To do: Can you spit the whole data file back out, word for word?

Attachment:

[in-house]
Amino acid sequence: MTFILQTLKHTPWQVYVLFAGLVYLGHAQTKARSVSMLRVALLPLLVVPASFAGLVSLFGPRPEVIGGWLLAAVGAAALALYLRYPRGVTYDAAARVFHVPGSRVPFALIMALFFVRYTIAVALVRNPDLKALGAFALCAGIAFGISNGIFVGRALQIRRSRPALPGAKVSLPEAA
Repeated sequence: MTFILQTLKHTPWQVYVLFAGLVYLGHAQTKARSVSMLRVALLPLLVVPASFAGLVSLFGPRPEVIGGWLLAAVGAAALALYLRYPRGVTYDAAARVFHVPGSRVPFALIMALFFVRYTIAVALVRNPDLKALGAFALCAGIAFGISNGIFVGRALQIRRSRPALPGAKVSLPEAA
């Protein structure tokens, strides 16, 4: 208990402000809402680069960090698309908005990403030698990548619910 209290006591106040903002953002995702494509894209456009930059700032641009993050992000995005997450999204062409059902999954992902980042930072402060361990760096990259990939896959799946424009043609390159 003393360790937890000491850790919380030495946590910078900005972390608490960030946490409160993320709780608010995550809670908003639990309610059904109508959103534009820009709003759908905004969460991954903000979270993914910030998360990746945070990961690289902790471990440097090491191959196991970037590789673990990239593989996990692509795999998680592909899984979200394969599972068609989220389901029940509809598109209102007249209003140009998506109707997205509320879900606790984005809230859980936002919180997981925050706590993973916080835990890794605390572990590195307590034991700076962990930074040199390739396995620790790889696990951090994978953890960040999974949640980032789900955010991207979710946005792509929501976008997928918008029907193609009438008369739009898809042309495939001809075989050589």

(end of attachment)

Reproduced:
[in-house]
Amino acid sequence: MTFILQTLKHTPWQVYVLFAGLVYLGHAQTKARSVSMLRVALLPLLVVPASFAGLVSLFGPRPEVIGGWLLAAVGAAALALYLRYPRGVTYDAAARVFHVPGSRVPFALIMALFFVRYTIAVALVRNPDLKALGAFALCAGIAFGISNGIFVGRALQIRRSRPALPGAKVSLPEAA
Repeated sequence: MTFILQTLKHTPWQVYVLFAGLVYLGHAQTKARSVSMLRVALLPLLVVPASFAGLVSLFGPRPEVIGGWLLAAVGAAALALYLRYPRGVTYDAAARVFHVPGSRVPFALIMALFFVRYTIAVALVRNPDLKALGAFALCAGIAFGISNGIFVGRALQIRRSRPALPGAKVSLPEAA
């Protein structure tokens, strides 16, 4: 208990402000809402680069960090698309908005990403030698990548619910 209290006591106040903002953002995702494509894209456009930059700032641009993050992000995005997450999204062409059902999954992902980042930072402060361990760096990259990939896959799946424009043609390159 003393360790937890000491850790919380030495946590910078900005972390608490960030946490409160993320709780608010995550809670908003639990309610059904109508959103534009820009709003759908905004969460991954903000979270993914910030998360990746945070990961690289902790471990440097090491191959196991970037590789673990990239593989996990692509795999998680592909899984979200394969599972068609989220389901029940509809598109209102007249209003140009998506109707997205509320879900606790984005809230859980936002919180997981925050706590993973916080835990890794605390572990590195307590034991700076962990930074040199390739396995620790790889696990951090994978953890960040999974949640980032789900955010991207979710946005792509929501976008997928918008029907193609009438008369739009898809042309495939001809075989050589």